Chives are among the hardiest of plants. Though they are often used as an herbal flavoring in many foods, chives can also be a pest when they are found growing in lawns. Chives also have a tendency to occupy any available space in your garden if they are not potted. Chives belong to the same family as onions and garlic, and are vulnerable to the same countermeasures. Pulling the plants up by the bulb can be effective if you need to kill only a few chives, but for large-scale problems, herbicide is more effective.
Determine the extent of your chive infestation. If you need to kill only a few chives, then you probably will not need to use an herbicide. However, if the chives have spread over your lawn, it will be more effective to use an herbicide.
Remove the chive plants, including the bulbs, if you have only a few to kill. Often the bulb will be quite deep in the ground, so you will need to use a trowel to dig them out. Avoid simply tugging on the plant by the stem, because you will probably just pull off the stem and lose the location of the bulb.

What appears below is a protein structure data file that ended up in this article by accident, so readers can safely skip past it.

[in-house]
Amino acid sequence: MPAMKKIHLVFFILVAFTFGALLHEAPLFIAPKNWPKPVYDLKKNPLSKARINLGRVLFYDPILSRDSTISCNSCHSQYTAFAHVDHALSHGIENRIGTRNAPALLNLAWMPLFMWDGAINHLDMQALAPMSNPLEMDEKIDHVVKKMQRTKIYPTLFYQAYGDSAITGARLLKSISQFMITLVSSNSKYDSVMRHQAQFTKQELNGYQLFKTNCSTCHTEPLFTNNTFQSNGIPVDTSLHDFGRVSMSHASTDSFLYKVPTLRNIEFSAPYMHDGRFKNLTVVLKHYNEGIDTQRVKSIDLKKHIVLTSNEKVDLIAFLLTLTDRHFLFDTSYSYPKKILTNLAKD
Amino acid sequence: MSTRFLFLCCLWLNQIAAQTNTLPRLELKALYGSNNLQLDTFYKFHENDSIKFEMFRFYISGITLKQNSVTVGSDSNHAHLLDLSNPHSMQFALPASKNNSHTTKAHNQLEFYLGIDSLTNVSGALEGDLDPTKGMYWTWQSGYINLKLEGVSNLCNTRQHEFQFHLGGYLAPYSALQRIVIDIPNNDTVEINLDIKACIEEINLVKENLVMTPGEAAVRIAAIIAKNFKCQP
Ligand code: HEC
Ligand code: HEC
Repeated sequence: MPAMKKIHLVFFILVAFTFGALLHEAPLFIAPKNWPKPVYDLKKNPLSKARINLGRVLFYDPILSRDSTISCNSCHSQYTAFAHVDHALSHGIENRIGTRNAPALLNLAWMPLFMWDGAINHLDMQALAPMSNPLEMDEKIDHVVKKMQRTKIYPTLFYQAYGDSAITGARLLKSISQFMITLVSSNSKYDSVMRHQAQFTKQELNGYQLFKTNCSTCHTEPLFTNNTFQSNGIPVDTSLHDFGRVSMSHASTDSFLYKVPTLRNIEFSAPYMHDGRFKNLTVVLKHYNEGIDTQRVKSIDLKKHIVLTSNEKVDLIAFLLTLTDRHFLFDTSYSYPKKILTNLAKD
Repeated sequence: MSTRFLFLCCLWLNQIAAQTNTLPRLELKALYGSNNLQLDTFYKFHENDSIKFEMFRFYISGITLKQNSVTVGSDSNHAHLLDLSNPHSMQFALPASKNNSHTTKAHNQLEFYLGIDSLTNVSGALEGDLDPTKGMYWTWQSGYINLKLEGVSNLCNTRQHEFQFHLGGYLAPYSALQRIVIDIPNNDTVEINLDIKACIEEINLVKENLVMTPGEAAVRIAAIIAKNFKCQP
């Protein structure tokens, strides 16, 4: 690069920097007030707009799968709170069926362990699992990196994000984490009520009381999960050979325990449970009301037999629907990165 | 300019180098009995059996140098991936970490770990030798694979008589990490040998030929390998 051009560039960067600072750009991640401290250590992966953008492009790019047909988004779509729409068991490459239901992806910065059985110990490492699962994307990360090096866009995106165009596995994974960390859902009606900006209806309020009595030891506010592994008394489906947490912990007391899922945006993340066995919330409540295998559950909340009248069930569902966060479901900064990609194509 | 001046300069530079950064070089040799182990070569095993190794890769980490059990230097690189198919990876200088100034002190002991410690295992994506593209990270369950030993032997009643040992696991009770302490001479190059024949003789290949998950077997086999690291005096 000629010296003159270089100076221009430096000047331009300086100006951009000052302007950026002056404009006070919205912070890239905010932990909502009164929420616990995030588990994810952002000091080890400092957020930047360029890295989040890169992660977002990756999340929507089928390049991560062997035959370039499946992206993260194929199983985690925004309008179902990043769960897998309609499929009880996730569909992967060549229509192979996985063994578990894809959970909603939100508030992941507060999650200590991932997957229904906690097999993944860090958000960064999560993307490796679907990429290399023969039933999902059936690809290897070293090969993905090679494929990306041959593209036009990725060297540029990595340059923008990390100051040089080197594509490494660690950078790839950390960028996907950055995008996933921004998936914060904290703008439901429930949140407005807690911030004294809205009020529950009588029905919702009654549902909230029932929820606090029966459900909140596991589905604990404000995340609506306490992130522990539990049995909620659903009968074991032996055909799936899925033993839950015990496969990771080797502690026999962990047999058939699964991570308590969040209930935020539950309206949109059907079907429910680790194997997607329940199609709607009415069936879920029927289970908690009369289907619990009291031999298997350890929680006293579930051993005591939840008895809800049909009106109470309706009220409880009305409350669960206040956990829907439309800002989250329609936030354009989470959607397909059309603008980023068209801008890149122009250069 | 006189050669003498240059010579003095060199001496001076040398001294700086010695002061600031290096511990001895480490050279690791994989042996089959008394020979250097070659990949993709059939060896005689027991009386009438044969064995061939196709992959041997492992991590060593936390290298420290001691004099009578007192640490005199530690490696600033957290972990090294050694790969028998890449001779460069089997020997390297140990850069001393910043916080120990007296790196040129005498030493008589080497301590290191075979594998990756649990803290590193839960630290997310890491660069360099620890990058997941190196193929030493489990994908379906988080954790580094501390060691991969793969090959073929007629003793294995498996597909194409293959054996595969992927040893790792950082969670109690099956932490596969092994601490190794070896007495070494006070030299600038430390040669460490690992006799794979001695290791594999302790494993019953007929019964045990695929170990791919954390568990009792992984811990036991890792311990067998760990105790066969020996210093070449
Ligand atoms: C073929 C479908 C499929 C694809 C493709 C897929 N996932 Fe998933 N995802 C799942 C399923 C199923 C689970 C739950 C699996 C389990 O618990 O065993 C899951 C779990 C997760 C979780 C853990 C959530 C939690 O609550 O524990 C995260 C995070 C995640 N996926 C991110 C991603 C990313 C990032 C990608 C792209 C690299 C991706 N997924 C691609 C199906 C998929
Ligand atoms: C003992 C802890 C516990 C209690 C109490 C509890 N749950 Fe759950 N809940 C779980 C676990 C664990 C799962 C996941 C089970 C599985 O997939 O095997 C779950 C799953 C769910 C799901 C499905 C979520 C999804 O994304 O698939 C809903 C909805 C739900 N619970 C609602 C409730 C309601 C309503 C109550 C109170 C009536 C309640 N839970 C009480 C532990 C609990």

Purchase an herbicide if removing the chives by hand proves to be impractical. If the chives have become widespread throughout your lawn or garden, look for a targeted herbicide designed to kill members of the onion and garlic (Allium) family. General purpose herbicides will kill other plants around the chives, including grass. However, several companies make weed-killing formulas designed to leave grass untouched while killing undesirable plants. Herbicides recommended by Clemson Cooperative Extension for control of plants in the Allium genus include imazaquin, metsulfuron (for use by landscaping professionals), and glyphosate. These are the active ingredients in a number of common herbicides
Apply the herbicide carefully to the chive plants. Even if you are using a targeted formula, do not apply it indiscriminately or too liberally, because herbicide runoff can have a detrimental effect on many plants in the vicinity of your property.